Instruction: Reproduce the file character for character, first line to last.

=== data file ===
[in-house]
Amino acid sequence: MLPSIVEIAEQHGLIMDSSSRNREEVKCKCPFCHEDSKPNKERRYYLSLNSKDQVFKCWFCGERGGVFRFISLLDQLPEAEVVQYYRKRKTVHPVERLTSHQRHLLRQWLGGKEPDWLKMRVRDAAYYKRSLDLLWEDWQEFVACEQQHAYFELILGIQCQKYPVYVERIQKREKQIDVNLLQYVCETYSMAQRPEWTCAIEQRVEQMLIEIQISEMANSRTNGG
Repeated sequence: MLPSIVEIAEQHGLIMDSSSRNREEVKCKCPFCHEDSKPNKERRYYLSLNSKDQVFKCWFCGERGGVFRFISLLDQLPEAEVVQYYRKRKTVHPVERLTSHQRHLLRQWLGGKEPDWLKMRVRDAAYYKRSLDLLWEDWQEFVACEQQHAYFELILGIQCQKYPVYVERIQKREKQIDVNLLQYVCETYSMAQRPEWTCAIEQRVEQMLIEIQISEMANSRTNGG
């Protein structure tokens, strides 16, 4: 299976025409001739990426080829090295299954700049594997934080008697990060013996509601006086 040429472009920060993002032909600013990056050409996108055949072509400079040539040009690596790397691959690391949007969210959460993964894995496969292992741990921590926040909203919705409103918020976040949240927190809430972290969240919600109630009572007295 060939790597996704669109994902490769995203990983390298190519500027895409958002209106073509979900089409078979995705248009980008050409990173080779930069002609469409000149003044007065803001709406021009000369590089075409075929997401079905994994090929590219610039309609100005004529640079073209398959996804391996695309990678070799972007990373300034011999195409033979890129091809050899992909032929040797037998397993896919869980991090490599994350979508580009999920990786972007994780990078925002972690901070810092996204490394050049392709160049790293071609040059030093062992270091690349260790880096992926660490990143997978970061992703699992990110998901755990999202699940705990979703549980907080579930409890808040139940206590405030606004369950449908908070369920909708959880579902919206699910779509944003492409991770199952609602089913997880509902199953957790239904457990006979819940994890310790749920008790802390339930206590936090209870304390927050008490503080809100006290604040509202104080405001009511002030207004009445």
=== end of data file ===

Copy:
[in-house]
Amino acid sequence: MLPSIVEIAEQHGLIMDSSSRNREEVKCKCPFCHEDSKPNKERRYYLSLNSKDQVFKCWFCGERGGVFRFISLLDQLPEAEVVQYYRKRKTVHPVERLTSHQRHLLRQWLGGKEPDWLKMRVRDAAYYKRSLDLLWEDWQEFVACEQQHAYFELILGIQCQKYPVYVERIQKREKQIDVNLLQYVCETYSMAQRPEWTCAIEQRVEQMLIEIQISEMANSRTNGG
Repeated sequence: MLPSIVEIAEQHGLIMDSSSRNREEVKCKCPFCHEDSKPNKERRYYLSLNSKDQVFKCWFCGERGGVFRFISLLDQLPEAEVVQYYRKRKTVHPVERLTSHQRHLLRQWLGGKEPDWLKMRVRDAAYYKRSLDLLWEDWQEFVACEQQHAYFELILGIQCQKYPVYVERIQKREKQIDVNLLQYVCETYSMAQRPEWTCAIEQRVEQMLIEIQISEMANSRTNGG
């Protein structure tokens, strides 16, 4: 299976025409001739990426080829090295299954700049594997934080008697990060013996509601006086 040429472009920060993002032909600013990056050409996108055949072509400079040539040009690596790397691959690391949007969210959460993964894995496969292992741990921590926040909203919705409103918020976040949240927190809430972290969240919600109630009572007295 060939790597996704669109994902490769995203990983390298190519500027895409958002209106073509979900089409078979995705248009980008050409990173080779930069002609469409000149003044007065803001709406021009000369590089075409075929997401079905994994090929590219610039309609100005004529640079073209398959996804391996695309990678070799972007990373300034011999195409033979890129091809050899992909032929040797037998397993896919869980991090490599994350979508580009999920990786972007994780990078925002972690901070810092996204490394050049392709160049790293071609040059030093062992270091690349260790880096992926660490990143997978970061992703699992990110998901755990999202699940705990979703549980907080579930409890808040139940206590405030606004369950449908908070369920909708959880579902919206699910779509944003492409991770199952609602089913997880509902199953957790239904457990006979819940994890310790749920008790802390339930206590936090209870304390927050008490503080809100006290604040509202104080405001009511002030207004009445």